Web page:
Transcriptional and metabolomic responses of Methylococcus capsulatus Bath to nitrogen source and temperature downshift

Ashwini Ashok Bedekar, Anshu Deewan, Sujit S. Jagtap, David A. Parker, Ping Liu, Roderick I. Mackie, Christopher V. Rao

Research output: Contribution to journalArticlepeer-review


Methanotrophs play a significant role in methane oxidation, because they are the only biological methane sink present in nature. The methane monooxygenase enzyme oxidizes methane or ammonia into methanol or hydroxylamine, respectively. While much is known about central carbon metabolism in methanotrophs, far less is known about nitrogen metabolism. In this study, we investigated how Methylococcus capsulatus Bath, a methane-oxidizing bacterium, responds to nitrogen source and temperature. Batch culture experiments were conducted using nitrate or ammonium as nitrogen sources at both 37°C and 42°C. While growth rates with nitrate and ammonium were comparable at 42°C, a significant growth advantage was observed with ammonium at 37°C. Utilization of nitrate was higher at 42°C than at 37°C, especially in the first 24 h. Use of ammonium remained constant between 42°C and 37°C; however, nitrite buildup and conversion to ammonia were found to be temperature-dependent processes. We performed RNA-seq to understand the underlying molecular mechanisms, and the results revealed complex transcriptional changes in response to varying conditions. Different gene expression patterns connected to respiration, nitrate and ammonia metabolism, methane oxidation, and amino acid biosynthesis were identified using gene ontology analysis. Notably, key pathways with variable expression profiles included oxidative phosphorylation and methane and methanol oxidation. Additionally, there were transcription levels that varied for genes related to nitrogen metabolism, particularly for ammonia oxidation, nitrate reduction, and transporters. Quantitative PCR was used to validate these transcriptional changes. Analyses of intracellular metabolites revealed changes in fatty acids, amino acids, central carbon intermediates, and nitrogen bases in response to various nitrogen sources and temperatures. Overall, our results offer improved understanding of the intricate interactions between nitrogen availability, temperature, and gene expression in M. capsulatus Bath. This study enhances our understanding of microbial adaptation strategies, offering potential applications in biotechnological and environmental contexts.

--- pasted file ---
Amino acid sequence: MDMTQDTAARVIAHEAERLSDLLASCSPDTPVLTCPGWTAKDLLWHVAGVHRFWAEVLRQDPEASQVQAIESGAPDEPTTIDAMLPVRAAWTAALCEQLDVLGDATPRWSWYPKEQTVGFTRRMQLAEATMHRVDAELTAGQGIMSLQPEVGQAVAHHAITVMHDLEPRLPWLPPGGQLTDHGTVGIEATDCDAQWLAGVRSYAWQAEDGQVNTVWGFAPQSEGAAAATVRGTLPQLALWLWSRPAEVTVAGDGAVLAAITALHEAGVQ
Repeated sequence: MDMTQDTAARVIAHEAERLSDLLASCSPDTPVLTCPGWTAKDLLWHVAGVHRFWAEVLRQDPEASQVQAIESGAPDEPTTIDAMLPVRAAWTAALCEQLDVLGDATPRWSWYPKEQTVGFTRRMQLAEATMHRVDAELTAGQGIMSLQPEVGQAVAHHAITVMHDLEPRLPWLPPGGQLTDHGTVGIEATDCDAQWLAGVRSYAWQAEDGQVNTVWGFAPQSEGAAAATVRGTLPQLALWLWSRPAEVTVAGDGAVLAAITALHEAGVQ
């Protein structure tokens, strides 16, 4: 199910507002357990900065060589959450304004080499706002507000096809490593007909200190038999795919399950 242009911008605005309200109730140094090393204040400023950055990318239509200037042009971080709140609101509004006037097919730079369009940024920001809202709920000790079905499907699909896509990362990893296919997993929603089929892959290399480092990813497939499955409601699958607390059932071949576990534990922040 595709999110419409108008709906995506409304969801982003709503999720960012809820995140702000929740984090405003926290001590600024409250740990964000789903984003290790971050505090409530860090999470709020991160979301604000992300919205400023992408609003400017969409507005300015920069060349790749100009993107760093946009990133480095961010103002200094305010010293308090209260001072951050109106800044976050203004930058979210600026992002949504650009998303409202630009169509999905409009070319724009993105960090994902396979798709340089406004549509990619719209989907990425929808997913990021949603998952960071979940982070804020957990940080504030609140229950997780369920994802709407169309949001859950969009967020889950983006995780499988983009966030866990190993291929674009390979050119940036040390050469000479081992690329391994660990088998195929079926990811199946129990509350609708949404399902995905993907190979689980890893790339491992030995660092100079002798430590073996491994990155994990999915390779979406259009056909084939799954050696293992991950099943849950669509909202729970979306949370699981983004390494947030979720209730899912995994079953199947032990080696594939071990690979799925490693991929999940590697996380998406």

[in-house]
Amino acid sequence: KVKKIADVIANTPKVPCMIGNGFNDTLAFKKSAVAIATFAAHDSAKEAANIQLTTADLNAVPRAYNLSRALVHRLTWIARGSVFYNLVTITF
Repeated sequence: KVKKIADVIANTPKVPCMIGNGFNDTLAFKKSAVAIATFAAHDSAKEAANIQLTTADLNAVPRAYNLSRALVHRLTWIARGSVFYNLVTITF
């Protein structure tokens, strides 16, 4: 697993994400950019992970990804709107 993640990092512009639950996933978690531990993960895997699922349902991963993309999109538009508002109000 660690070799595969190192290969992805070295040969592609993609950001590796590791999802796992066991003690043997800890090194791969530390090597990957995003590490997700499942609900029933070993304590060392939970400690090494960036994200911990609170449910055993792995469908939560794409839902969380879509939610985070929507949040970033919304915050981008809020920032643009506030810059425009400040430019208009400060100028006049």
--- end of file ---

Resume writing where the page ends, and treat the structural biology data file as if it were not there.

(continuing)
Original languageEnglish (US)
Article number1259015
JournalFrontiers in Microbiology
StatePublished - 2023


  • Methylococcus capsulatus Bath
  • metabolomics
  • methane metabolism
  • nitrogen metabolism
  • transcriptomics

ASJC Scopus subject areas

  • Microbiology (medical)
  • Microbiology


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